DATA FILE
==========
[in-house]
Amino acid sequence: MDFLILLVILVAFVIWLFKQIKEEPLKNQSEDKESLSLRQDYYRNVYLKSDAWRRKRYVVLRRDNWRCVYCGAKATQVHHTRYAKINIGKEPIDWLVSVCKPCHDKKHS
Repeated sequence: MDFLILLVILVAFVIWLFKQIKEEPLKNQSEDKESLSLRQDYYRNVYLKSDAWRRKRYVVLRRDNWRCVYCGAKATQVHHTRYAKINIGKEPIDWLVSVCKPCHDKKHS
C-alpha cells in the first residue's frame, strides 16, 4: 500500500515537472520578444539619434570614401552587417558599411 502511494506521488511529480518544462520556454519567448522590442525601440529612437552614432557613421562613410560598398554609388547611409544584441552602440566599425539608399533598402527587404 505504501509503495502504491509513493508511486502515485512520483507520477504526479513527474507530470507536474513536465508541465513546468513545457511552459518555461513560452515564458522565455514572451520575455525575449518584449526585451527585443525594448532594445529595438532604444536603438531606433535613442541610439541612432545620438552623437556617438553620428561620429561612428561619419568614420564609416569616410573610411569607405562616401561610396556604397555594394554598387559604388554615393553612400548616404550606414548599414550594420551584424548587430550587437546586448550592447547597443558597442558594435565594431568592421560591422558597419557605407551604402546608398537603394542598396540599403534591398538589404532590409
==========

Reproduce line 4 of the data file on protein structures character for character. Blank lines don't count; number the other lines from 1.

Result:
C-alpha cells in the first residue's frame, strides 16, 4: 500500500515537472520578444539619434570614401552587417558599411 502511494506521488511529480518544462520556454519567448522590442525601440529612437552614432557613421562613410560598398554609388547611409544584441552602440566599425539608399533598402527587404 505504501509503495502504491509513493508511486502515485512520483507520477504526479513527474507530470507536474513536465508541465513546468513545457511552459518555461513560452515564458522565455514572451520575455525575449518584449526585451527585443525594448532594445529595438532604444536603438531606433535613442541610439541612432545620438552623437556617438553620428561620429561612428561619419568614420564609416569616410573610411569607405562616401561610396556604397555594394554598387559604388554615393553612400548616404550606414548599414550594420551584424548587430550587437546586448550592447547597443558597442558594435565594431568592421560591422558597419557605407551604402546608398537603394542598396540599403534591398538589404532590409